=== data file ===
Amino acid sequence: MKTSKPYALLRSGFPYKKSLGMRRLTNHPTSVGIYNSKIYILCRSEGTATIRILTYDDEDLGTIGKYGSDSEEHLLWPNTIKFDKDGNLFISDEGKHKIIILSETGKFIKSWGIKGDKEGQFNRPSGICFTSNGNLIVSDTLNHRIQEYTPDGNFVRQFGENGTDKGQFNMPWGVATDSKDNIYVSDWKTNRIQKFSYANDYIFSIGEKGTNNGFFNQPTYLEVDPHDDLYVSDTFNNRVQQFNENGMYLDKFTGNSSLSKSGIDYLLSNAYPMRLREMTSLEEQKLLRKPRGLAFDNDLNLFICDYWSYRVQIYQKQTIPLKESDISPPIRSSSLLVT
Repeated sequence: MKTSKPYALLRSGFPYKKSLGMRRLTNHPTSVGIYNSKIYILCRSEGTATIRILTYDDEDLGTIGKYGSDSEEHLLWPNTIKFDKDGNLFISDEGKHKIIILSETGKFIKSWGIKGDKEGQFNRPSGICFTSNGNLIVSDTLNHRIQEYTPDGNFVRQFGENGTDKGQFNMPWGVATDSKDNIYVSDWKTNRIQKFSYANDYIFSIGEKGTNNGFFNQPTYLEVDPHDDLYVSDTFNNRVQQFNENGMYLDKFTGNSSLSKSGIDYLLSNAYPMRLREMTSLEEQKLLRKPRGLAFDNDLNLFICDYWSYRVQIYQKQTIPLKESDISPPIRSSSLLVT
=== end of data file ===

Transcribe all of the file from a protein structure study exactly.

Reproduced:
Amino acid sequence: MKTSKPYALLRSGFPYKKSLGMRRLTNHPTSVGIYNSKIYILCRSEGTATIRILTYDDEDLGTIGKYGSDSEEHLLWPNTIKFDKDGNLFISDEGKHKIIILSETGKFIKSWGIKGDKEGQFNRPSGICFTSNGNLIVSDTLNHRIQEYTPDGNFVRQFGENGTDKGQFNMPWGVATDSKDNIYVSDWKTNRIQKFSYANDYIFSIGEKGTNNGFFNQPTYLEVDPHDDLYVSDTFNNRVQQFNENGMYLDKFTGNSSLSKSGIDYLLSNAYPMRLREMTSLEEQKLLRKPRGLAFDNDLNLFICDYWSYRVQIYQKQTIPLKESDISPPIRSSSLLVT
Repeated sequence: MKTSKPYALLRSGFPYKKSLGMRRLTNHPTSVGIYNSKIYILCRSEGTATIRILTYDDEDLGTIGKYGSDSEEHLLWPNTIKFDKDGNLFISDEGKHKIIILSETGKFIKSWGIKGDKEGQFNRPSGICFTSNGNLIVSDTLNHRIQEYTPDGNFVRQFGENGTDKGQFNMPWGVATDSKDNIYVSDWKTNRIQKFSYANDYIFSIGEKGTNNGFFNQPTYLEVDPHDDLYVSDTFNNRVQQFNENGMYLDKFTGNSSLSKSGIDYLLSNAYPMRLREMTSLEEQKLLRKPRGLAFDNDLNLFICDYWSYRVQIYQKQTIPLKESDISPPIRSSSLLVT